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Proc Natl Acad Sci U S A. 2003 Dec 9;100(25):14790-5. Epub 2003 Dec 1.

NMR-detected hydrogen exchange and molecular dynamics simulations provide structural insight into fibril formation of prion protein fragment 106-126.

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  • 1Department of Biochemistry and Biophysics, School of Medicine, Gifu University, 40 Tsukasa-machi, Gifu 500-8705, Japan.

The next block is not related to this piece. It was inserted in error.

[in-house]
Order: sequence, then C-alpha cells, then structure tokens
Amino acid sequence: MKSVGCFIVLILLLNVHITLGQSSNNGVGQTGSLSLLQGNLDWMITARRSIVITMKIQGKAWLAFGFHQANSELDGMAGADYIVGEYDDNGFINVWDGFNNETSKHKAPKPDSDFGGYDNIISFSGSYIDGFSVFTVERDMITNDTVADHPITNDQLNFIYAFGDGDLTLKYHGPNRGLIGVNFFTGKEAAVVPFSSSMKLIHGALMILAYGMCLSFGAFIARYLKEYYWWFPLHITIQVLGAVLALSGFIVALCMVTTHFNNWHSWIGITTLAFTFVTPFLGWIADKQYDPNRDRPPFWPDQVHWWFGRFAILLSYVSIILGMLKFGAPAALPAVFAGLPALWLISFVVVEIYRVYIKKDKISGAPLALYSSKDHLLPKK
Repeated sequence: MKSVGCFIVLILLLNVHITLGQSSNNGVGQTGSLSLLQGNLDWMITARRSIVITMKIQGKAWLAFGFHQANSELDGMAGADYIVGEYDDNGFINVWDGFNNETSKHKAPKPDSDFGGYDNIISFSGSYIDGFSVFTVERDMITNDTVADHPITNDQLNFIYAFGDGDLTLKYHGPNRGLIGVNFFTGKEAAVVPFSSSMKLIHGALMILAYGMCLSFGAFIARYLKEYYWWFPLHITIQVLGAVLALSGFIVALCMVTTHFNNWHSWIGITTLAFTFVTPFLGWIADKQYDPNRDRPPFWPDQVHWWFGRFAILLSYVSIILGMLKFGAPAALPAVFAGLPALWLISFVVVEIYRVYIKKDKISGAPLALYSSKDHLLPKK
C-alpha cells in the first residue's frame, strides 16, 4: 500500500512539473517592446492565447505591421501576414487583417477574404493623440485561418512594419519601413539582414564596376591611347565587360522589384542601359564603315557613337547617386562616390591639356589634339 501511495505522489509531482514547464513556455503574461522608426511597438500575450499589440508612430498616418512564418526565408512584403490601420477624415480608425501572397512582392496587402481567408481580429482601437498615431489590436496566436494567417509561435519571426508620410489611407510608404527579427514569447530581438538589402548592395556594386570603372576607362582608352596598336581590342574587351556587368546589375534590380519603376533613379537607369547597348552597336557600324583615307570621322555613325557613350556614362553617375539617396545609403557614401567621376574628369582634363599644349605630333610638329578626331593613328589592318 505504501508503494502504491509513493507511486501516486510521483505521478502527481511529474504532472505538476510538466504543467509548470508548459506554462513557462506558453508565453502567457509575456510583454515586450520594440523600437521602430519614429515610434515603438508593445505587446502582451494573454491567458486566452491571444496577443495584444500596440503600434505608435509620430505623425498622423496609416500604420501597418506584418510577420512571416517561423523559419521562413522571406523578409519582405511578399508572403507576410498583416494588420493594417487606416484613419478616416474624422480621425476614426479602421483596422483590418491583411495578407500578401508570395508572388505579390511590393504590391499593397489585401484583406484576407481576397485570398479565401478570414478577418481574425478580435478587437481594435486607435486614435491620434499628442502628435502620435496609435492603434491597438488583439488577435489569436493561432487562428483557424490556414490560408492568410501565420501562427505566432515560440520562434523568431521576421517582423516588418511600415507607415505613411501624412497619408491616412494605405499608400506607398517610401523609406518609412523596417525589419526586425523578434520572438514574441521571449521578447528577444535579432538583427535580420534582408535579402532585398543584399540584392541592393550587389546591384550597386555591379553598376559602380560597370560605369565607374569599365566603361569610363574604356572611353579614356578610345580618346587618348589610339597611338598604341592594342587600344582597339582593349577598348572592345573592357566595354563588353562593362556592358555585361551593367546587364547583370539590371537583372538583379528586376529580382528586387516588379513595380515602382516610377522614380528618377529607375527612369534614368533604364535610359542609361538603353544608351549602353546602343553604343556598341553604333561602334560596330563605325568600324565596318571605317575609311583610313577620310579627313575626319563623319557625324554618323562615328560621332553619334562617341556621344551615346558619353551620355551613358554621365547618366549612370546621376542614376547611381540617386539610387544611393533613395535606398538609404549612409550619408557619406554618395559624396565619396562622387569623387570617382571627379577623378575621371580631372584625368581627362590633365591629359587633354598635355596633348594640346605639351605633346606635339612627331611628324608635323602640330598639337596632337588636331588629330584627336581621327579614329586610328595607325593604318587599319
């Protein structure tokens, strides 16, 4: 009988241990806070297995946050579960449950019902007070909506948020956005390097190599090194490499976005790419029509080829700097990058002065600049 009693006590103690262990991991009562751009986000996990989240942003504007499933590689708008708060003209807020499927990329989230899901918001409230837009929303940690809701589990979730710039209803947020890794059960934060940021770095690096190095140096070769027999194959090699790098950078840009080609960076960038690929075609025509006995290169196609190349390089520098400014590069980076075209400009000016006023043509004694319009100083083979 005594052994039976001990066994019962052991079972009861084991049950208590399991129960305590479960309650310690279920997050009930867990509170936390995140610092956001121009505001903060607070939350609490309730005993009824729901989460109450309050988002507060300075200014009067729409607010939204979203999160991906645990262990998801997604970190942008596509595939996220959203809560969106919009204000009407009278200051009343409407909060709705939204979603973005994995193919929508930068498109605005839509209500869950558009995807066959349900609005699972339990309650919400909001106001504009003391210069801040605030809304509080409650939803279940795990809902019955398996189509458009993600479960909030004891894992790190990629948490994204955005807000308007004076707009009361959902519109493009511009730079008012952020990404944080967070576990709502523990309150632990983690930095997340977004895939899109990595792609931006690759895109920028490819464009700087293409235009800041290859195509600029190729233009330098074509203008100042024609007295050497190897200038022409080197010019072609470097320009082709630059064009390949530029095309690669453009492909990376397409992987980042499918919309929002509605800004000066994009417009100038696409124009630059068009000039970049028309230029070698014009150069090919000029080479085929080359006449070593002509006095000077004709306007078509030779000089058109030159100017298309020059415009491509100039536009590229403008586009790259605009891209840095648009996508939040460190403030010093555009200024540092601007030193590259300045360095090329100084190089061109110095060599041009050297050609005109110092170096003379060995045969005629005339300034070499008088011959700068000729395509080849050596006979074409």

PrP106-126, a peptide corresponding to residues 107-127 of the human prion protein, induces neuronal cell death by apoptosis and causes proliferation and hypertrophy of glia, reproducing the main neuropathological features of prion-related transmissible spongiform encephalopathies, such as bovine spongiform encephalopathy and Creutzfeldt-Jakob disease. Although PrP106-126 has been shown to form amyloid-like fibrils in vitro, their structural properties have not been elucidated. Here, we investigate the conformational characteristics of a fibril-forming fragment of the mouse prion protein, MoPrP106-126, by using electron microscopy, CD spectroscopy, NMR-detected hydrogen-deuterium exchange measurements, and molecular dynamics simulations. The fibrils contain approximately 50% beta-sheet structure, and strong amide exchange protection is limited to the central portion of the peptide spanning the palindromic sequence VAGAAAAGAV. Molecular dynamics simulations indicate that MoPrP106-126 in water assumes a stable structure consisting of two four-stranded parallel beta-sheets that are tightly packed against each other by methyl-methyl interactions. Fibril formation involving polyalanine stacking is consistent with the experimental observations.

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